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A novel concurrent, independent mixed-methods research design was adopted to explore elite association football coaches’ stress and mental ill-/well-being experiences over the course of an entire season. Elite coaches (N = 18) completed measures of perceived stressor severity, coping effectiveness, and mental ill-/well-being, with a sample (n = 8) also participating in semistructured interviews, across four time points. Linear mixed-model and retroductive analyses revealed (a) lower mental well-being at the beginning of the season due to negative appraisals/responses to stressors and ineffective coping attempts, (b) higher emotional exhaustion and depersonalization at the end of the season, (c) stressors high in severity led to decreased mental well-being (unless coaches coped effectively) and increased symptoms associated with burnout, and (d) ineffective coping attempts led to increased emotional exhaustion. These findings offer novel insight into the specific components of elite football coaches’ stress experiences influencing their mental ill-/well-being over time.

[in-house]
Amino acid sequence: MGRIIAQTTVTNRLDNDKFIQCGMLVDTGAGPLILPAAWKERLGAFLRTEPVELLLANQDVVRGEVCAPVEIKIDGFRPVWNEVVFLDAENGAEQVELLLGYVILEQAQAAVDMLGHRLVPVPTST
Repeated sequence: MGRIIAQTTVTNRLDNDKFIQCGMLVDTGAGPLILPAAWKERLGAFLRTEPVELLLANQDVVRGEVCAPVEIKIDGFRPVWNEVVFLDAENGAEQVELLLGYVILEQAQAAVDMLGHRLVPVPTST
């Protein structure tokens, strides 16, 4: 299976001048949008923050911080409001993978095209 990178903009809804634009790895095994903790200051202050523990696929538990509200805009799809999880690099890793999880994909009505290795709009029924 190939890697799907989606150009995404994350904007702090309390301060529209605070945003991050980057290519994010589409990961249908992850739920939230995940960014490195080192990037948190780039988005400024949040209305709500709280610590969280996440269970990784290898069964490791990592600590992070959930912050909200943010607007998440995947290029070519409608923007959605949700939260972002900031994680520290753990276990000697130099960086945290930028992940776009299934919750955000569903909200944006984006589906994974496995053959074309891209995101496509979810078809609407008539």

Baldock (firstname.lastname@example.org) is corresponding author, https://orcid.org/0000-0002-2236-2825